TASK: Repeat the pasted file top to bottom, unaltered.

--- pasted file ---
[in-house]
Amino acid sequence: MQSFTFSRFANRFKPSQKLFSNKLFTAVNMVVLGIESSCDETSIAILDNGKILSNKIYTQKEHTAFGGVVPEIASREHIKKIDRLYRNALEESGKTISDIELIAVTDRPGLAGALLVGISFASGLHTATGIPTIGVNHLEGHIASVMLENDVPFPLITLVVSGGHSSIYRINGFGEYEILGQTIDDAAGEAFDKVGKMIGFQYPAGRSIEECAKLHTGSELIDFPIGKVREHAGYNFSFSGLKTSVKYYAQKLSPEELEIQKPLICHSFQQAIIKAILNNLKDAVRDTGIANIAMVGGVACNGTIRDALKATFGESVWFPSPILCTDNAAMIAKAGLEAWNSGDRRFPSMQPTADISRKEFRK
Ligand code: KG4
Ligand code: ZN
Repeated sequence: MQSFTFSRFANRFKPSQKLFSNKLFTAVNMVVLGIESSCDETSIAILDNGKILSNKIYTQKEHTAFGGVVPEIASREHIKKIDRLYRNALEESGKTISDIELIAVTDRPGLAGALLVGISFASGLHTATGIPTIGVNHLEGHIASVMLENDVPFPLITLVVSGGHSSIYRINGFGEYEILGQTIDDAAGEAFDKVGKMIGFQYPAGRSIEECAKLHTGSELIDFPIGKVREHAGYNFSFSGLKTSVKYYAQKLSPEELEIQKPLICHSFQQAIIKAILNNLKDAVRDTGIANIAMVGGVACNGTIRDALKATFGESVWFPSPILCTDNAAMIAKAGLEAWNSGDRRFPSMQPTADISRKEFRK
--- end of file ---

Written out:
[in-house]
Amino acid sequence: MQSFTFSRFANRFKPSQKLFSNKLFTAVNMVVLGIESSCDETSIAILDNGKILSNKIYTQKEHTAFGGVVPEIASREHIKKIDRLYRNALEESGKTISDIELIAVTDRPGLAGALLVGISFASGLHTATGIPTIGVNHLEGHIASVMLENDVPFPLITLVVSGGHSSIYRINGFGEYEILGQTIDDAAGEAFDKVGKMIGFQYPAGRSIEECAKLHTGSELIDFPIGKVREHAGYNFSFSGLKTSVKYYAQKLSPEELEIQKPLICHSFQQAIIKAILNNLKDAVRDTGIANIAMVGGVACNGTIRDALKATFGESVWFPSPILCTDNAAMIAKAGLEAWNSGDRRFPSMQPTADISRKEFRK
Ligand code: KG4
Ligand code: ZN
Repeated sequence: MQSFTFSRFANRFKPSQKLFSNKLFTAVNMVVLGIESSCDETSIAILDNGKILSNKIYTQKEHTAFGGVVPEIASREHIKKIDRLYRNALEESGKTISDIELIAVTDRPGLAGALLVGISFASGLHTATGIPTIGVNHLEGHIASVMLENDVPFPLITLVVSGGHSSIYRINGFGEYEILGQTIDDAAGEAFDKVGKMIGFQYPAGRSIEECAKLHTGSELIDFPIGKVREHAGYNFSFSGLKTSVKYYAQKLSPEELEIQKPLICHSFQQAIIKAILNNLKDAVRDTGIANIAMVGGVACNGTIRDALKATFGESVWFPSPILCTDNAAMIAKAGLEAWNSGDRRFPSMQPTADISRKEFRK